Real Estate I NOVEMBER 30, 2017

New HMDA Data Point Recording Begin January 1, 2018. Is Your Credit Union Ready to Begin Violating Regulation P?

There has been a good deal of chatter regarding the potential changes to the Consumer Financial Protection Bureau (CFPB) with the appointment of a new director, Mick Mulvaney, a known critic of the agency and how it hasconducted business. At the top of the credit union industry’s “wish list” should be amendments to the Home Mortgage Disclosure Act’s (HMDA) expansion and dissemination of private financial information that will be exposed to the public beginning in September 2019.

Aside from the concerns regarding an exponentially expanded fair lending analysis these new data points present, not to mention the potential exposure to data breaches and resulting litigation, some of this information required to be publicly disclosed (provided below), will expose confidential consumer financial information that, ifdisclosed in any other form by financial institutions, would violate Regulation P (Privacy).

On October 28, 2015, the CFPB amended Regulation C (October 2015 final rule), which implements HMDA to, among other things, expand the information that must be reported each year on the Loan/Application Register (LAR). In September 2019, submitted LAR information will be made public on the Federal Financial Institutions Examination Council’s (FFIEC) website regarding the expanded data submitted in 2018 for each mortgage lender that meets the HMDA reporting threshold requirements (which are adjusted annually).

LARs are used by the Federal government to determine whether financial institutions are serving the housing needs of consumers, whether government resources are allocated appropriately, and whether mortgage lenders are engaging in potentially discriminatory lending practices. The following information must begin to be recorded in 2018 for reporting in 2019 (provided all of the HMDA reporting threshold criteria are met):

    • Universal loan number (ULI) for each loan or loan application reported;
    • Date application was received;
    • Number and dollar amount of insured mortgage loans, along with the issuer’s name;
    • Loan purpose (i.e., home purchase, home improvement or refinancing);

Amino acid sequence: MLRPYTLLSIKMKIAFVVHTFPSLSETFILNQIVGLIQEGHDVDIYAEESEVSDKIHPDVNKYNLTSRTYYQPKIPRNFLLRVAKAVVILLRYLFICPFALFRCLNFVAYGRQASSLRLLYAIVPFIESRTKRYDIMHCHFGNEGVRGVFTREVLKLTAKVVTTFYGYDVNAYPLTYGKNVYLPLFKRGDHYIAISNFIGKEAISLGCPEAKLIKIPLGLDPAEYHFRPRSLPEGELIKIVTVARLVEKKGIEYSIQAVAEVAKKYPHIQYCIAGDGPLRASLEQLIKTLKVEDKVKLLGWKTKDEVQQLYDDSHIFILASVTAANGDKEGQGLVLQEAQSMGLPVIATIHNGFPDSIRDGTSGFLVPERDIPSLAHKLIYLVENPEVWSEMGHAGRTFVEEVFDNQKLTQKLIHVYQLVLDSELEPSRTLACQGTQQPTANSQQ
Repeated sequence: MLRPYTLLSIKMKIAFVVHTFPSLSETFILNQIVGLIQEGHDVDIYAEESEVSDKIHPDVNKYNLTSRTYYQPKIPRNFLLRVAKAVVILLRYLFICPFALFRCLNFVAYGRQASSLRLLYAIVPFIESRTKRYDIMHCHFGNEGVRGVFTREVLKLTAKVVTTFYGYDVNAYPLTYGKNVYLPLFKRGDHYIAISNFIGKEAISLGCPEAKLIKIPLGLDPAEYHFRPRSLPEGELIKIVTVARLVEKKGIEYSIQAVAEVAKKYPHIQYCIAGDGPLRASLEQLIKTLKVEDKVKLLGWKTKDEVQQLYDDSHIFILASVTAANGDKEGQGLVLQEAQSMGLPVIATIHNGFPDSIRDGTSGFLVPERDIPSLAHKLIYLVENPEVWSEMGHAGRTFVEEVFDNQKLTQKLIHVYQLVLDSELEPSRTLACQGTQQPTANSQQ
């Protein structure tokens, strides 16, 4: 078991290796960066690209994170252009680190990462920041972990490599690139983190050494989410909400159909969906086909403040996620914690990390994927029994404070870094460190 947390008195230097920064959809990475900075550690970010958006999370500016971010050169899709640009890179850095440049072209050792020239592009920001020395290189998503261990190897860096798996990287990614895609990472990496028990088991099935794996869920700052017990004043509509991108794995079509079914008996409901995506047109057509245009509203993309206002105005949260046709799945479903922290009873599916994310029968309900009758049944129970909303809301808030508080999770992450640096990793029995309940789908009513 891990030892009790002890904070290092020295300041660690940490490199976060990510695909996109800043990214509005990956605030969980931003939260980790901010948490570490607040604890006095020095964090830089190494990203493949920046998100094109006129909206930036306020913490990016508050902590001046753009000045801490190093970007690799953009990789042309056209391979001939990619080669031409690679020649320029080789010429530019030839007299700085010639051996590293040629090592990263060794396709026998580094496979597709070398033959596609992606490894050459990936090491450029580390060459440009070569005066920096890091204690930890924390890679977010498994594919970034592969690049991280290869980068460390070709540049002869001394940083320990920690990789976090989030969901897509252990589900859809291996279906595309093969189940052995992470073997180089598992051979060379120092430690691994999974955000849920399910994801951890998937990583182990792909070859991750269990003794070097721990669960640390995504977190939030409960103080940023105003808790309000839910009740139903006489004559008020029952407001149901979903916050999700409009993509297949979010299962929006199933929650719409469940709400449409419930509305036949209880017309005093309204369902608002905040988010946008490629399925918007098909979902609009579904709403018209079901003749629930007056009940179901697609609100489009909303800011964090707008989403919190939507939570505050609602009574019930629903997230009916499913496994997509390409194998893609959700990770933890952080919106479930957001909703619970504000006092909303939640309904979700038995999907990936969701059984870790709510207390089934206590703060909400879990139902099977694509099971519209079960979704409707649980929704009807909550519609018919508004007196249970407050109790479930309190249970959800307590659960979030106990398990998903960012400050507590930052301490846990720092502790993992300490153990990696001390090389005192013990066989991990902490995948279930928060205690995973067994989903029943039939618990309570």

• Whether the application is a request for preapproval;
    • Property type;
    • State, county and census tract of the property securing the loan;
    • Ethnicity, rate and sex of borrowers and applicants, and how this information was determined;
    • Applicant’s or borrower’s age at the time of the application;
    • Property use (i.e., principal residence, second residence or investment property);
    • Exact loan amount to be repaid;
    • Gross annual income relied upon to process the application/make the loan decision;
    • Type of purchaser (required to be on the quarterly report for institutions that meet the HMDA quarterly report threshold);
    • The difference between the annual percentage rate and the average prime offer rate;
    • Whether the loan is a high-cost mortgage;
    • Lien status (i.e., first lien, second lien, etc.);
    • Credit score of applicants and borrowers, and the name of the scoring model used;
    • Up to four principal mortgage loan application denial reasons;
    • Total loan costs (i.e., upfront borrower costs);
    • Total origination charges;
    • Total discount points paid by the borrower;
    • Total amount of lender credits (for HMDA loans subject to the Regulation Z Closing Disclosure);
    • The loan’s interest rate;
    • The term in months of any prepayment penalty;
    • The borrower’s debt-to-income (DTI) ratio relied upon in making the credit decision;
    • The combined loan-to-value (CLTV) ratio (i.e., the ratio of the total amount of secured debts to the value of the property securing the debt);